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Working towards a sustainable water future: Part 2

August 16, 2023

By Amanda Farley

At water treatment facilities like this and water resource recovery facilities, water professionals are working to meet multiple sustainable development goals. (©

We continue our conversation with the Water Environment Federation (WEF) on how water professionals are integral to reaching sustainability goals and achieving net zero.

The Water Environment Federation (WEF)opens in new tab/window is a global association of water professionals. Here, Chief Technical Officer Dr Barry Lineropens in new tab/window and Managing Director of Publishing Lorna Ernstopens in new tab/window dive deeper into what the WEF and its members are doing to achieve net zero. If you missed Part I of the conversation, you can read it here.

Societies & Sustainability

This article is part of our ongoing series of interviews with engineering society leaders about their perspectives on how engineers are forging a critical path forward toward achieving net zero.

What are WEF’s commitments to achieve net zero?

Dr Barry Liner: WEF released a new strategic planopens in new tab/window in 2022. One of our three strategic goals is to “lead the transformation to the Circular Water Economy.” The plan commits to championing the adoption of circular water economy (CWE) and eliminating barriers to CWE adoption. WEF has also released position statements on Climate Changeopens in new tab/window (2021) and Resource Recoveryopens in new tab/window (2022).

Water resource recovery facilities (WRRFs) engaging in resource recovery are the key to a healthy and sustainable community. WEF supports the following:

  • Balance competing priorities of removal and recovery of nutrients and recovery of other products such as carbon and energy, and climate change goals that lead to sustainable solutions.

  • Increase awareness of the importance of resource recovery and incentivize WRRFs to continue and grow their contributions to the communities they serve.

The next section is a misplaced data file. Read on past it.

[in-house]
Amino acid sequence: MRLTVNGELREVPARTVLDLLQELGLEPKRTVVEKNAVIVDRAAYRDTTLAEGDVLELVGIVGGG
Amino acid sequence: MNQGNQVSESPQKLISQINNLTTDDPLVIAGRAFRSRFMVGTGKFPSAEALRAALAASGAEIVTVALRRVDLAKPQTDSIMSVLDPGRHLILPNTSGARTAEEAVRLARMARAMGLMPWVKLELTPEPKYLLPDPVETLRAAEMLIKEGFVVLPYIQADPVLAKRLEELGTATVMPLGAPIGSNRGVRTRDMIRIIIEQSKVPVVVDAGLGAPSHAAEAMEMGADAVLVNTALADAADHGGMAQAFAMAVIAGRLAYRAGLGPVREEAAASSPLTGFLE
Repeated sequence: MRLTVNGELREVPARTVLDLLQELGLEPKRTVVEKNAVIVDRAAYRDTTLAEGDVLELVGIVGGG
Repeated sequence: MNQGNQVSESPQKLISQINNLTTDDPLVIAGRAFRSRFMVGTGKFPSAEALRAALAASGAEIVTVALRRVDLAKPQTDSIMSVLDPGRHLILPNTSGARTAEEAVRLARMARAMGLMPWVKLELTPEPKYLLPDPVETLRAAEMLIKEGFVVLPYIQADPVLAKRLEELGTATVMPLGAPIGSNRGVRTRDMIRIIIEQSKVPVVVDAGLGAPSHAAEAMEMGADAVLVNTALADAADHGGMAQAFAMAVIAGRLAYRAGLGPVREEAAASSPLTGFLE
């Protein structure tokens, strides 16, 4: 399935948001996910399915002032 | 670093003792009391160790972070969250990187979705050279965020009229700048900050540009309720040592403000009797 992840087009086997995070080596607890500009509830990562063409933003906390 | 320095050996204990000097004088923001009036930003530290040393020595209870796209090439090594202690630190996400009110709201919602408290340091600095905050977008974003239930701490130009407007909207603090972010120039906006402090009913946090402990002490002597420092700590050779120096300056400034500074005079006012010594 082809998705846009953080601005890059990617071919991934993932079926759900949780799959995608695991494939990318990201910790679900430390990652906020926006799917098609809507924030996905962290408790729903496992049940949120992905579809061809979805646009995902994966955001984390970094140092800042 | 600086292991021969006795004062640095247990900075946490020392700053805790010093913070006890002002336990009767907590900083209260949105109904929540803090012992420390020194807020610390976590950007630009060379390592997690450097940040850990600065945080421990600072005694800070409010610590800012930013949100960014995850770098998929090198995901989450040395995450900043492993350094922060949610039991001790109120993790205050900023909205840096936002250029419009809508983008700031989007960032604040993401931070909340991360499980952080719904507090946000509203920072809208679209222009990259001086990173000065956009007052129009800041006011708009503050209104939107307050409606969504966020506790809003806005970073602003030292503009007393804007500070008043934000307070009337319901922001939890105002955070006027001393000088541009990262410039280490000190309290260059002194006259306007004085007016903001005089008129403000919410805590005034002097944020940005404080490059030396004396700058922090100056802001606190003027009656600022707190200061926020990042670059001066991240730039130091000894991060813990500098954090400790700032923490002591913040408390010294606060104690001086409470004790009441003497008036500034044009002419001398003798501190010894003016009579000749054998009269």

• Develop legislation and/or regulations that promote resource recovery and incentivize markets and products.

  • Increase research investment for resource recovery. Incentivize and invest in the innovation, development, advancement and deployment of processes and technologies that make nutrient recovery more cost effective.

  • Reduce barriers to beneficial use adoption.

  • Promote a holistic approach to find the best cost-effective option for resource recovery while minimizing the environmental impacts.

Barry Liner, PhD

Barry Liner, PhD

The Climate Change position statement also supports advocacy and innovation to solve these challenges, while additionally explicitly encouraging upholding socioeconomic and environmental justice and equity at every level of planning, financing, construction, operation and delivery of all water infrastructure and services.

The WEF community has a history of living up to commitments like these. For example, in 2011, the renewable energy position statement said that “WEF believes that wastewater treatment plants are not waste disposal facilities, but rather water resource recovery facilities that produce clean water, recover nutrients (such as phosphorus and nitrogen), and have the potential to reduce dependence upon fossil fuels through the production and use of renewable energy.”

In 2013, a WEF task force recommended we refer to Water Resource Recovery Facilities (WRRFs) instead of wastewater treatment plants (WWTPs). Over the past 10 years, that terminology has become widely adopted, which helps water professionals recognize the change in mindset from linear waste management to a circular sustainable approach aimed in support of net-zero principles.

Has the race to net zero opened up any new areas of publishing?

Lorna Ernst: WEF publications are in line with the goal that the next generation of wastewater treatment has zero net impact with regards to energy use, greenhouse gas emissions and nutrient discharge. Achieving this goal will require a dedication to overcoming the technical barriers, financial constraints and regula­tory disincentives limiting nutrient removal, greenhouse gas emis­sion reduction and energy neutrality in the treatment of wastewater. To that end, most publications that we develop, and especially those that we update, now address sustainability and the potential for zero net impact. It has also resulted in new partnerships and audiences for our content.